The aim of this project is to investigate how different speaker types with different regional language competencies mentally process the voiceless coronal and dorsal fricatives in German. We distinguish between (1) native German speakers who do not realize a phonological distinction between [ç] and [ʃ] due to their Middle German regional language primary language acquisition. (2) Speakers who also do not realize a phonological distinction between [ç] and [ʃ], but due to their primary language acquisition in migrant societies [see 'Kiezdeutsch' (Wiese et al., 2009) or also 'Migrantendeutsch']. In contrast, there are (3) speakers who 'coronalize' regionally, but who are generally aware that this distinction exists in Std. German. (4) As a control group, speakers who have acquired a pure standard competence of German and thus realize a phonological distinction between [ç] and [ʃ]. To explore this, electrophysiological data, as well as detailed questionnaires on language biography and production data, will be collected and analyzed for the different speaker types.


The overall aim is to examine which different perceptual and production competencies are present in the different speaker types. These different competencies are especially characterized by different representations of the relevant phonemes or allophones.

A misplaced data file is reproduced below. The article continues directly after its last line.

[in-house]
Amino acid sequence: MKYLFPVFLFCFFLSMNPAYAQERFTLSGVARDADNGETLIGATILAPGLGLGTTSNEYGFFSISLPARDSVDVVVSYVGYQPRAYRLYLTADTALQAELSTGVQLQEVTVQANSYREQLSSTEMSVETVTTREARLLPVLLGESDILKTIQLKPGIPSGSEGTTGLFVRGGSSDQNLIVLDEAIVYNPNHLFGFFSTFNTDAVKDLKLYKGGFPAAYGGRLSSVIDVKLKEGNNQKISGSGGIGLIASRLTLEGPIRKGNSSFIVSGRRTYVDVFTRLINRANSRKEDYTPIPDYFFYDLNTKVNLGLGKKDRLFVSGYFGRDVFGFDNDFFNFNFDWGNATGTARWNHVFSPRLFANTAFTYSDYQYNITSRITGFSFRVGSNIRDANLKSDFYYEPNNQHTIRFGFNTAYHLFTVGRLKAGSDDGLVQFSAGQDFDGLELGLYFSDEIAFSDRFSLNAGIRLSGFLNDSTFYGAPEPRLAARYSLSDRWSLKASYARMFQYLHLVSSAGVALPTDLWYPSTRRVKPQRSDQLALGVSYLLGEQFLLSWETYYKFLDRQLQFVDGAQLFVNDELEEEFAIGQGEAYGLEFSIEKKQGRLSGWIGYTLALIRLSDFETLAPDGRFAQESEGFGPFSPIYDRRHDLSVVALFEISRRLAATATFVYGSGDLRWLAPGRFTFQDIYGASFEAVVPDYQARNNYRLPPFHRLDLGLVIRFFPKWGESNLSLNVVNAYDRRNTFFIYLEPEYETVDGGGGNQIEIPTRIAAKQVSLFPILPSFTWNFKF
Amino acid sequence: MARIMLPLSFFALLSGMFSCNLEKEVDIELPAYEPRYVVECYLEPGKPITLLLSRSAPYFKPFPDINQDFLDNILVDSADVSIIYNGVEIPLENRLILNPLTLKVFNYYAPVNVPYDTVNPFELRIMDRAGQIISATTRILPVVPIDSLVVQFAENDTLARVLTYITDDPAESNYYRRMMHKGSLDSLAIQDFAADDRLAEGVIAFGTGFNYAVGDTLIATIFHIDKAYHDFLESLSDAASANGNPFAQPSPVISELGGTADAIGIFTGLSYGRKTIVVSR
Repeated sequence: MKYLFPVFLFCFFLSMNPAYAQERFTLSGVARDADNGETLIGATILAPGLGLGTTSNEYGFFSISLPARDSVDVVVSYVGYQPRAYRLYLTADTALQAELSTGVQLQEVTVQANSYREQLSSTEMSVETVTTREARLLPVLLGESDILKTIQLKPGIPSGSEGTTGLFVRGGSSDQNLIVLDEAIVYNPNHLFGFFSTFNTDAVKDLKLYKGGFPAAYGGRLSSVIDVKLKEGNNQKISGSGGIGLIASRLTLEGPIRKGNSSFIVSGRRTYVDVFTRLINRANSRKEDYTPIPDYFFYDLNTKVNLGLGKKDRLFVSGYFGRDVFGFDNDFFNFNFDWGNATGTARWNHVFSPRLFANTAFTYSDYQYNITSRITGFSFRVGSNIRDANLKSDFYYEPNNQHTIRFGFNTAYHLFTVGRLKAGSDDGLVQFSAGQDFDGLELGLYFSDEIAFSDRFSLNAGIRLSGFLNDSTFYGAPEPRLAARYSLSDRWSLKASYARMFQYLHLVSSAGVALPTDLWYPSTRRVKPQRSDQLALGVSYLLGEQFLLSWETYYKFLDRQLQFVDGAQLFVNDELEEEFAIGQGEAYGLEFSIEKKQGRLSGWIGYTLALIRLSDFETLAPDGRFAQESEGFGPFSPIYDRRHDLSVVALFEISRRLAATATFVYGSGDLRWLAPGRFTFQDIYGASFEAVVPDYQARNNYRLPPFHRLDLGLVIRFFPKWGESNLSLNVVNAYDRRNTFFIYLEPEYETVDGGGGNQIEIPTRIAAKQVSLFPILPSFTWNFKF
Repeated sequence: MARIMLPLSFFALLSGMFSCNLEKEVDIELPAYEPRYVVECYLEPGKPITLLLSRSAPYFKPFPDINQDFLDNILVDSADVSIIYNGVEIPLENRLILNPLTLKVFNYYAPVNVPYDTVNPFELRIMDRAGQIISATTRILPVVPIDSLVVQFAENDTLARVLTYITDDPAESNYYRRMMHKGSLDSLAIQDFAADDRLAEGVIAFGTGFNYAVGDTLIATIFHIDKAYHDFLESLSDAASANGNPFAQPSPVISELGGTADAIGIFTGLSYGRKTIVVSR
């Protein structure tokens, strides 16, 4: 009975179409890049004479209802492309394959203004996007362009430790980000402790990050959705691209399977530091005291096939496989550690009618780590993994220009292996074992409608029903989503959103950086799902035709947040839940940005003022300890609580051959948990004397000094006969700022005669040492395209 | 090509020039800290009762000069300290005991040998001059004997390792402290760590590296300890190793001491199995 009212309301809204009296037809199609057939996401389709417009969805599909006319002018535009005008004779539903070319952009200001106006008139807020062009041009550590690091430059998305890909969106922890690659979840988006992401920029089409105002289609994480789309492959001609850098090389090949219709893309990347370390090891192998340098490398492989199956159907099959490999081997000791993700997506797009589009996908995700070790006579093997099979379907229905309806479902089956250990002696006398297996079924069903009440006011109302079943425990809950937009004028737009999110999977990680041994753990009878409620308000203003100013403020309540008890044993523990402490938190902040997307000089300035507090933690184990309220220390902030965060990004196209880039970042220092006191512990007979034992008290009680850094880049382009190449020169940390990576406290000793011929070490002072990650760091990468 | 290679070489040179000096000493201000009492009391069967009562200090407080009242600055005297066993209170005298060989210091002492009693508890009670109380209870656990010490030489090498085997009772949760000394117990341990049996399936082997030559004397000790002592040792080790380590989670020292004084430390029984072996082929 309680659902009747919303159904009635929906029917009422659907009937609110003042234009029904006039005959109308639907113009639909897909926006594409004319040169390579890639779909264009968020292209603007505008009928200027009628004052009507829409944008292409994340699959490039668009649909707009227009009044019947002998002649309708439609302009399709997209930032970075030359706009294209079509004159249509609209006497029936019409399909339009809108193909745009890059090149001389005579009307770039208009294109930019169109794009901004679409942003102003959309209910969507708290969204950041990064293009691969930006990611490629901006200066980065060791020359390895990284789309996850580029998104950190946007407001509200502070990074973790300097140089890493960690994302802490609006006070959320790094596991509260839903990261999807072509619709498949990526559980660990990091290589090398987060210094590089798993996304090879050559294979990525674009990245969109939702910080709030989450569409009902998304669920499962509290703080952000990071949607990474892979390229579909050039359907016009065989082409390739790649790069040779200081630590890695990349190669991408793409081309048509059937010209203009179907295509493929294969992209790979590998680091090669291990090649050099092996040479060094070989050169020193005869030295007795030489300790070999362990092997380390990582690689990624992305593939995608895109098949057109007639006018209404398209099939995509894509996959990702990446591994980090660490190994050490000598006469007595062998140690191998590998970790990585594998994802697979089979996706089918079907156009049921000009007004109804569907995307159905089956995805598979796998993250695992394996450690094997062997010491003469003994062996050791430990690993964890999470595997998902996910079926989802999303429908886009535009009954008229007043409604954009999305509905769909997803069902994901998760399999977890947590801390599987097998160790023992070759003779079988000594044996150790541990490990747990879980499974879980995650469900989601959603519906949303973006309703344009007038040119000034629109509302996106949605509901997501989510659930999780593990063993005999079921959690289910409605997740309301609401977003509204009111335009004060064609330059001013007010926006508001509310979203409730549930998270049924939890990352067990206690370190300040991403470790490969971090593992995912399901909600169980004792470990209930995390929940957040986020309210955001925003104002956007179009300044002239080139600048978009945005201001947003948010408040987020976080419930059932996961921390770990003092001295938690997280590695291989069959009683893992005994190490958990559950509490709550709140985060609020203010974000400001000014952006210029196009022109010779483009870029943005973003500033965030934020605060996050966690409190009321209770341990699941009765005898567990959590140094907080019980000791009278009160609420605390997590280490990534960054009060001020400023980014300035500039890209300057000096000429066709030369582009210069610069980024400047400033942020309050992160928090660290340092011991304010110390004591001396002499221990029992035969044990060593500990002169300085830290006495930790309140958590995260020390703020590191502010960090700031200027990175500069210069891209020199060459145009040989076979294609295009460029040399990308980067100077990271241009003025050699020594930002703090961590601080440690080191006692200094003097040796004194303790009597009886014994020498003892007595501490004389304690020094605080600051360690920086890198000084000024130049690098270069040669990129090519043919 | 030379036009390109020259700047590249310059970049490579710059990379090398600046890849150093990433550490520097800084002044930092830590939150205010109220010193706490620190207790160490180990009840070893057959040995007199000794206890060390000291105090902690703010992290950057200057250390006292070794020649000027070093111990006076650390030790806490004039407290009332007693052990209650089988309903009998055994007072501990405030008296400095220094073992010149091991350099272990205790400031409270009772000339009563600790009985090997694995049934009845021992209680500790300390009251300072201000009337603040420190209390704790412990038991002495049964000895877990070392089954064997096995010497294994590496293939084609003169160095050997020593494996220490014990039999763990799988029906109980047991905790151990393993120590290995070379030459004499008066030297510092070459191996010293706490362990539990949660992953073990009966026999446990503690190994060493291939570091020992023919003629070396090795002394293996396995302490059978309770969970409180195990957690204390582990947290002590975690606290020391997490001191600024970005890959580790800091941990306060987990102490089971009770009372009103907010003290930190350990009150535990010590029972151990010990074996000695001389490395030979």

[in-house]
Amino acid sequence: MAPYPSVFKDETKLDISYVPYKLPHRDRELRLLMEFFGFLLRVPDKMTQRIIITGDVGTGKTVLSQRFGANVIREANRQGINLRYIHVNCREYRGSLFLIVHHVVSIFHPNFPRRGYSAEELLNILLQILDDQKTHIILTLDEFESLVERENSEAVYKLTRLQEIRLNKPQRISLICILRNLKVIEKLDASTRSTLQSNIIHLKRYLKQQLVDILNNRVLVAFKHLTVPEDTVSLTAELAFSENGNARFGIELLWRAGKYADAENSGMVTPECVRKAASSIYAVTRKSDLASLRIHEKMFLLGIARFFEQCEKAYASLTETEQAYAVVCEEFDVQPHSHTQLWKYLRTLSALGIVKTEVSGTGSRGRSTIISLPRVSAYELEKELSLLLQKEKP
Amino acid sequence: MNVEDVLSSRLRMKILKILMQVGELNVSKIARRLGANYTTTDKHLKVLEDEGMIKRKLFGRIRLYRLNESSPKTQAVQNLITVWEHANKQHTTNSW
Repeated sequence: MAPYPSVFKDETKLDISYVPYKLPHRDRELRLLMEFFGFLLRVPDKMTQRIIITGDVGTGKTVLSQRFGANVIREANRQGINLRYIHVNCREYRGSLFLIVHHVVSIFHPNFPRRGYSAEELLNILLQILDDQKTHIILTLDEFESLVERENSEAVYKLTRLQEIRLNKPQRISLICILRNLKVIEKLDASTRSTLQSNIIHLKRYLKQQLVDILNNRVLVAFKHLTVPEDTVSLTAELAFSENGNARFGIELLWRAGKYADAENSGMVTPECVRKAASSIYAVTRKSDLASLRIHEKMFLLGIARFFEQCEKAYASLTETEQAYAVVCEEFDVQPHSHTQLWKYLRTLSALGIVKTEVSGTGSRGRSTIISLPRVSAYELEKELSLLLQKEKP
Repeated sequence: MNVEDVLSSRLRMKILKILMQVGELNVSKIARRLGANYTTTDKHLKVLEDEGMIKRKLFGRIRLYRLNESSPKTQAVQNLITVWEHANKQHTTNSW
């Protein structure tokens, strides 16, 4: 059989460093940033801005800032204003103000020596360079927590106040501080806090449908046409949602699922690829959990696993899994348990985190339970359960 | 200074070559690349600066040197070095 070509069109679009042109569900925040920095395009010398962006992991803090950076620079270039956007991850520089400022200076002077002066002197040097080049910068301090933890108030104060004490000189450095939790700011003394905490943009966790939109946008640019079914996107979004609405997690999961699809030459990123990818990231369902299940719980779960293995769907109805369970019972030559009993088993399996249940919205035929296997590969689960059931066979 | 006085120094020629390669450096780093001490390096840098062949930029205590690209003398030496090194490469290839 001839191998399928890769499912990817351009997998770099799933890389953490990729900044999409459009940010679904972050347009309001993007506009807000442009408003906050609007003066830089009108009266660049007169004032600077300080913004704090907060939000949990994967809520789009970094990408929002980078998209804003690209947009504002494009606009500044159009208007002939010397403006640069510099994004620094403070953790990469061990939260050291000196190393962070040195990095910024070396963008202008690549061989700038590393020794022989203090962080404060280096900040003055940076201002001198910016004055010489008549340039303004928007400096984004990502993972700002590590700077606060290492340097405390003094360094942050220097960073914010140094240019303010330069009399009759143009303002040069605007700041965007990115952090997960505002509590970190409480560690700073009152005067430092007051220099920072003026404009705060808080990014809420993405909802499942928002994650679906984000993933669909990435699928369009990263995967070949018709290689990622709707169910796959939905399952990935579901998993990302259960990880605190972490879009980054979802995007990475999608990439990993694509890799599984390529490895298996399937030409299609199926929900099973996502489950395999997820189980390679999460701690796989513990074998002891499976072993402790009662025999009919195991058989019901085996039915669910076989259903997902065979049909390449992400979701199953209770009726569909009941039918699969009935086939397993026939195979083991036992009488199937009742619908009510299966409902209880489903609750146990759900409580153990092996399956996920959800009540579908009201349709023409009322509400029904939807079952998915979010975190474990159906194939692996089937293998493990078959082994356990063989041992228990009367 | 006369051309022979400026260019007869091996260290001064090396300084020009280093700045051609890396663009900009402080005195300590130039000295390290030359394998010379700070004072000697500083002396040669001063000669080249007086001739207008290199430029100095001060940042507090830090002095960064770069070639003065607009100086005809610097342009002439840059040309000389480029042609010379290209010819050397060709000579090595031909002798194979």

In this project, two EEG studies are planned, which will provide insights into the processing of the different speaker types with regard to the above-mentioned fricatives. Furthermore, the competence and performance of the speaker types will be determined by detailed questionnaires (dialectality measurement, language biography) and production data. These will then be correlated with the electrophysiological data.

Preliminary work

Works dealing with the vertical structure of German regional languages are frequently found in research (see also Schmidt & Herrgen, 2011). Own studies by J. Herrgen (PI) have shown that especially hyperforms can be regarded as suitable indicators for the detection of variety boundaries, in that they can be regarded as failed attempts to overcome them (Herrgen, 1986). In this regard, previous studies on the processing of phoneme differences at variety boundaries within the LOEWE focus "Foundations of basic linguistic categories" were able to show for the first time that language participants process phonetic/phonological deviations from their own language system very differently (Lanwermeyer et al., 2016; Werth et al., 2018). Thus, for sustained vertical phoneme collisions with the standard language, asymmetric brain responses can be demonstrated depending on phoneme status in the dominant variety. In contrast, phoneme collisions between areal contact varieties lead to strong brain physiological effects especially in those cases where the phonemes of the contact variety collide with the phonemes of the own variety. In contrast, brain responses are significantly reduced when the phoneme of the contact variety can be processed allophonically to one's own phoneme.

Relation to other projects

Within the RTG, the project will benefit from the fundamental theoretical and methodological clarifications aimed at within subproject A1. A content-related proximity with complementarity of the object area is also given with regard to the subprojects A3 and C1.